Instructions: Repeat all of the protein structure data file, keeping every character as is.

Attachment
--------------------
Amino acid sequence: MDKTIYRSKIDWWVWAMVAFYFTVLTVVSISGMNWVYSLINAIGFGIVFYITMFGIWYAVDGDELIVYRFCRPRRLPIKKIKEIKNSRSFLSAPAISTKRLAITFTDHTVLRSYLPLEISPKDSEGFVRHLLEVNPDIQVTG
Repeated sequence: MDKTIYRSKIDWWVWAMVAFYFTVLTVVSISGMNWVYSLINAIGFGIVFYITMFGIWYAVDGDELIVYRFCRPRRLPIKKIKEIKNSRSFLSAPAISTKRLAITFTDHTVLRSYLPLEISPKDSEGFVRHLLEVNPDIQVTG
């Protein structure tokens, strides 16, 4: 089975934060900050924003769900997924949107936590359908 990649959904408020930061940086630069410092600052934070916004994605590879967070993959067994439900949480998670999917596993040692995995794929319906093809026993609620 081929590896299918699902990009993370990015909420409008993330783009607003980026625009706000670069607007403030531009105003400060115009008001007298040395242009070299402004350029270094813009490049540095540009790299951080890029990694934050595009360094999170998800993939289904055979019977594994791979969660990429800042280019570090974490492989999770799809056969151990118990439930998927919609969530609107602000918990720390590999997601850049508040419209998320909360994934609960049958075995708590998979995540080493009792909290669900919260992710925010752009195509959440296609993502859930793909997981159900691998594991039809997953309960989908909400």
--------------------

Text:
Amino acid sequence: MDKTIYRSKIDWWVWAMVAFYFTVLTVVSISGMNWVYSLINAIGFGIVFYITMFGIWYAVDGDELIVYRFCRPRRLPIKKIKEIKNSRSFLSAPAISTKRLAITFTDHTVLRSYLPLEISPKDSEGFVRHLLEVNPDIQVTG
Repeated sequence: MDKTIYRSKIDWWVWAMVAFYFTVLTVVSISGMNWVYSLINAIGFGIVFYITMFGIWYAVDGDELIVYRFCRPRRLPIKKIKEIKNSRSFLSAPAISTKRLAITFTDHTVLRSYLPLEISPKDSEGFVRHLLEVNPDIQVTG
């Protein structure tokens, strides 16, 4: 089975934060900050924003769900997924949107936590359908 990649959904408020930061940086630069410092600052934070916004994605590879967070993959067994439900949480998670999917596993040692995995794929319906093809026993609620 081929590896299918699902990009993370990015909420409008993330783009607003980026625009706000670069607007403030531009105003400060115009008001007298040395242009070299402004350029270094813009490049540095540009790299951080890029990694934050595009360094999170998800993939289904055979019977594994791979969660990429800042280019570090974490492989999770799809056969151990118990439930998927919609969530609107602000918990720390590999997601850049508040419209998320909360994934609960049958075995708590998979995540080493009792909290669900919260992710925010752009195509959440296609993502859930793909997981159900691998594991039809997953309960989908909400």